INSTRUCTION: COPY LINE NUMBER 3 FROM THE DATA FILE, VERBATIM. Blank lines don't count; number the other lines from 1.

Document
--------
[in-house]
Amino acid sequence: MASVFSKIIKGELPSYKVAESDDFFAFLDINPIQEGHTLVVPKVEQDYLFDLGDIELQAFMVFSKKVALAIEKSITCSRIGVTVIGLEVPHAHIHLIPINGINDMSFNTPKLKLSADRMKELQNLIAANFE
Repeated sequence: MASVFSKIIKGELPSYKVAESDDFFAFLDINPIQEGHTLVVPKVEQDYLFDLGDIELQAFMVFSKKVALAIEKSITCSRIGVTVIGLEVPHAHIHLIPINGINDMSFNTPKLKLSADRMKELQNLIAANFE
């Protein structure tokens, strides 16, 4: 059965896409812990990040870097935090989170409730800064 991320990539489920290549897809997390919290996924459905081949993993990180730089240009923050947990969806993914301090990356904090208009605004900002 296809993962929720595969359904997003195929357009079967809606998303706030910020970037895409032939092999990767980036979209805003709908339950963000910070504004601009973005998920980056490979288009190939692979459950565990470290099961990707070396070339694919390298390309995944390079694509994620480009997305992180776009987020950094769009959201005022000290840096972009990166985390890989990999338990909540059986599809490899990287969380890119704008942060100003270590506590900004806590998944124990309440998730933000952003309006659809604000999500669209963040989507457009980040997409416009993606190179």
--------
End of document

Repeated sequence: MASVFSKIIKGELPSYKVAESDDFFAFLDINPIQEGHTLVVPKVEQDYLFDLGDIELQAFMVFSKKVALAIEKSITCSRIGVTVIGLEVPHAHIHLIPINGINDMSFNTPKLKLSADRMKELQNLIAANFE